And sleep... My guess is everybody sleeps with their kids- whether they choose to or not and whether they admit to it or not. It's silly of us as healthcare providers to say "don't sleep with your baby" because we all do it. Sometimes accidentally. Sometimes intentionally. The kids are snuggly, it feels right and you are tired. So, normal babies breastfeed, stay at the breast, want to be held and sleep better when they are with their parents. Seems normal to me. But there is a difference between a normal baby and one that isn't. Safe sleep means that we are sober, in bed and not a couch or a recliner, breastfeeding, not smoking...being normal. If the circumstances are not normal, then sleeping with the baby is not safe.

That chest -to -chest contact is also brain development. Our kids had as many brain cells as they were ever going to have at 28 weeks of gestation. It's a jungle of waiting -to-be- connected cells. What we do as humans is create too much and then get rid of what we aren't using. We have like 8 nipples, a tail and webbed hands in the womb. If all goes well, we don't have those at birth. Create too much- get rid of what you aren't using. So, as you are snuggling, your child is hooking up happy brain cells and hopefully getting rid of the "eeeek" brain cells. Breastfeeding, skin-to-skin, is brain wiring. Not food.

Why go on and on about this? Because more and more mothers are choosing to breastfeed. But most women don't believe that the body that created that beautiful baby is capable of feeding that same child and we are supplementing more and more with infant formulas designed to be food. Why don't we trust our bodies post-partum? I don't know. But I hear over and over that the formula is because "I am just not satisfying him." Of course you are. Babies don't need to "eat" all the time- they need to be with you all the time- that's the ultimate satisfaction.

A baby at the breast is getting their immune system developed, activating their thymus, staying warm, feeling safe from predators, having normal sleep patterns and wiring their brain, and (oh by the way) getting some food in the process. They are not "hungry" --they are obeying instinct. The instinct that allows us to survive and make more of us.

Dr. Thomas

I ve posted this not to cause a stir, but I found it a really interesting read. I breastfed my boy, but I didnt put him that much on my chest for a snooze, I guess that is why he was so unsettled in the hospital the first few days! Because I was putting him down, and maybe he was cold and scared! It is very interesting to read how very primitive everything is reallyand very basic instinct ... My 2nd baby (a girl) is due in October, I will defo cuddle her more when tiny, hehe!

Hope you re all well!

[Modified by: fooxoo on 04 August 2010 11:24:08 ]


  • well thats very interesting reading and he makes perfect sense!!!

    I unfortunatley had to give up breastfeeding my ds at 12 weeks due to a very bad infection that I had, i'd taken several courses of antibiotics which didn't clear the infection up and then had to go on a medication which I was not allowed to bf on.
    However I never stopped close chest contact. I remember the first night he was born and he slept on my chest all night in hospital and it was the most delightful experience and I still love the feeling now and he'll be 3 next month!!!
    I bath with him all the time and he'll climb on me and lay on my chest cuddling in the bath and I sleep naked and he always comes in bed with mum and dad in mornings and have close cuddles.
    I believe skin to skin contact is very important and I can see that my 3 year old boy is a very loving caring child who showers people with affection.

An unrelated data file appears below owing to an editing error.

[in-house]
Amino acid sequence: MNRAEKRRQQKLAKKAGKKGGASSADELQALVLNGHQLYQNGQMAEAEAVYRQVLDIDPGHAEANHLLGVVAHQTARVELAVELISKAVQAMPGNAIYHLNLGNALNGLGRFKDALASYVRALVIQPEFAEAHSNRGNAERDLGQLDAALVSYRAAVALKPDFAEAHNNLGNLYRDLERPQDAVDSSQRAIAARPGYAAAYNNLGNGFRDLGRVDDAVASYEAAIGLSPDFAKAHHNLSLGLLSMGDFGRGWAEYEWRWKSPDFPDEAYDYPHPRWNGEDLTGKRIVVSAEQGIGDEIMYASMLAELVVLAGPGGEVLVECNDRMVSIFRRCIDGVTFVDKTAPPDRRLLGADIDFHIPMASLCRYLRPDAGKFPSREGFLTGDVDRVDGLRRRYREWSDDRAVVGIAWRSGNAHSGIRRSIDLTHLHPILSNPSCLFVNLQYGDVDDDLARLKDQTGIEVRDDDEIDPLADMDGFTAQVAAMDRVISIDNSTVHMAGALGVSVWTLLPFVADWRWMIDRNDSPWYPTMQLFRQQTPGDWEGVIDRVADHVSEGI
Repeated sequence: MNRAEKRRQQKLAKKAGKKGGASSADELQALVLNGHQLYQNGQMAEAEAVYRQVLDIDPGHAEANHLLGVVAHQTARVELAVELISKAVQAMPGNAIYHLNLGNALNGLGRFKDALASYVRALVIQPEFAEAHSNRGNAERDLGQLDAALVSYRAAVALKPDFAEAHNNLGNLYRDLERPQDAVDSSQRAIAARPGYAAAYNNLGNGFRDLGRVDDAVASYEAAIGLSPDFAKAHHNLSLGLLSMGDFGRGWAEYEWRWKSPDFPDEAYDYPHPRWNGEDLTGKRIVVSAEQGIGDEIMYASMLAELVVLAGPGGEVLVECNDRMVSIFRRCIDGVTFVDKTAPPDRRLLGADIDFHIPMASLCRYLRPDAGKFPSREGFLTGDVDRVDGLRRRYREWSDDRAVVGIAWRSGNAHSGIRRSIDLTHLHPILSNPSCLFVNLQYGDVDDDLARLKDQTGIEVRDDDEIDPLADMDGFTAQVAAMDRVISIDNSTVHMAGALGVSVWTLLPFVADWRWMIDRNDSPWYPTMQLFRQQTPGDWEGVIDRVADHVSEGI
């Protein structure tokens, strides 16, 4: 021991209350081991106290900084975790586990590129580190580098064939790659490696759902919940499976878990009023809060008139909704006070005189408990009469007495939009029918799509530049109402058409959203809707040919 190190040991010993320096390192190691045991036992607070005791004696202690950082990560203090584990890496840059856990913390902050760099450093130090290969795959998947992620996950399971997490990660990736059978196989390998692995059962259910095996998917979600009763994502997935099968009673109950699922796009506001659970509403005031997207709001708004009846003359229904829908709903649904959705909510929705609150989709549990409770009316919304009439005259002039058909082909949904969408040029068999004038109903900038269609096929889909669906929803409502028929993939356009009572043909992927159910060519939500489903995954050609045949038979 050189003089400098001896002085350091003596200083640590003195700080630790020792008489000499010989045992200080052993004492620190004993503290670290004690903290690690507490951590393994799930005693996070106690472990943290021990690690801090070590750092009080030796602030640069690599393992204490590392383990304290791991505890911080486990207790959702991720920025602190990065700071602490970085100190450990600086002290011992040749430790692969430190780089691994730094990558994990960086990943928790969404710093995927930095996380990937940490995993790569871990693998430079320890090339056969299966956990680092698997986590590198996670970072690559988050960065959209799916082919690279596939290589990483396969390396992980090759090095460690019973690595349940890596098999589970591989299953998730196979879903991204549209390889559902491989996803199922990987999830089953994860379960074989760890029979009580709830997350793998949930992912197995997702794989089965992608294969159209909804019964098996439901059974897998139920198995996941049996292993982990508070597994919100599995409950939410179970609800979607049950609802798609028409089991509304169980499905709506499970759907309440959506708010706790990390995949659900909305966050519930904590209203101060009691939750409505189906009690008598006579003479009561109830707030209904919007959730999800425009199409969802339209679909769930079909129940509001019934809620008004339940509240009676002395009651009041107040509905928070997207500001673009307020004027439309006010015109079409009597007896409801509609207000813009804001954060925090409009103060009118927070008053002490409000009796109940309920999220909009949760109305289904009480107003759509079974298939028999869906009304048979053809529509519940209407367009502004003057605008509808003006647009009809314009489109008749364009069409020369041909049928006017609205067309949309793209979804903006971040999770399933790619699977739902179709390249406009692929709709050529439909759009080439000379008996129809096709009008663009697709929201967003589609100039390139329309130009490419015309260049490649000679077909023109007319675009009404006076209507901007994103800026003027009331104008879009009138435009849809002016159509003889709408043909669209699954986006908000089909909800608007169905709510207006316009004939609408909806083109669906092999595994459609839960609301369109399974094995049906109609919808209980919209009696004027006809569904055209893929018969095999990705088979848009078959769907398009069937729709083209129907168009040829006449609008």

I also believe his sleep theory!! Babies aren't meant to sleep through the night from birth!!! its only our need for babies to sleep through that we put so much emphasis on it!! yes sleep deprivation is kind of torture, my lo didn't sleep for more than 3/4hours until he was nearly a year, but we just get on with it

    good article!!
  • Claire a bella - good going for breastfeeding and sad that you got the infection and had to stop. I was very fortunate to breastfeed till 15 months, my boy hasnt even had a bottle ever lol!

    I am just a bit sad about the cuddling for the first few days ... my labour was basically 3 days long and I was so exhaisted that I thought I d squash or drop him if he slept on my chest and I in turn fell asleep ... I find it a pity that fathers are not allowed to stay the night at hospitals here in uk (you can in latvia where I am from, just rent a cot for dad for 40 quid), at least if daddy were to stay over he could cuddle the baby when mum is having a snooze!

    We have great cuddles, I m just sad for thsoe first few days. Hugo is now almost 2, and in the mornings he sleeps with us in the big bed. We also co-slept with him for the first few weeks, we als take baths with him together and so on! :P

    Atm he is sitting on my lap and cuddling my arm lol!

    I ll pay more attention to chest-to-chest cuddles when little girl is here.

    And I agree about sleeping through as well, they are not meant to! Breast milk can only sustain them for abour 4 hours max, I was very fortunate that Hugo started to sleep from 11pm - 6am from around 10 weeks, but it was not by my doing, but his, he kind of started not to wake up for the 3am feed ...

    I just hope Hugo will not be of the very jealous type and let me cuddle his sister or will even want to cuddle her himself lol! image
  • interesting read xx My DS2 is breastfed but he won't lie on me at all unless breastfeeding he's too nosey think the tigers would have gotten him by now as he likes to squeal at everything lol
  • Where dod you find it? Who is Dr Thomas? Would like to know more! V interesting!

    Em x
  • - about the Doctor. image

    Hope she posts more interesting things!
  • really enjoyed reading this, thanks x
  • That was really interesting and made a hell of a lot of sense. My lo took all his naps on me until he was 12 months old (and too heavy for me to support!). It was something i felt really bad about, that i wasn't doing my job properly-that a good mummy would be able to get their lo to nap in their cot - turns out i was protecting him from all those tigers-yay for me!!

  • Very interesting article. I have breastfed my son for 10 months and it is only now that he is starting to self wean. BF for me has always been totally normal and the article reassures me that when I need to co-sleep with him because he is upset and needs comfort, that too is normal. My son has also woken up at least once every night since he was born and I am just getting on with it. No tigers in this house!!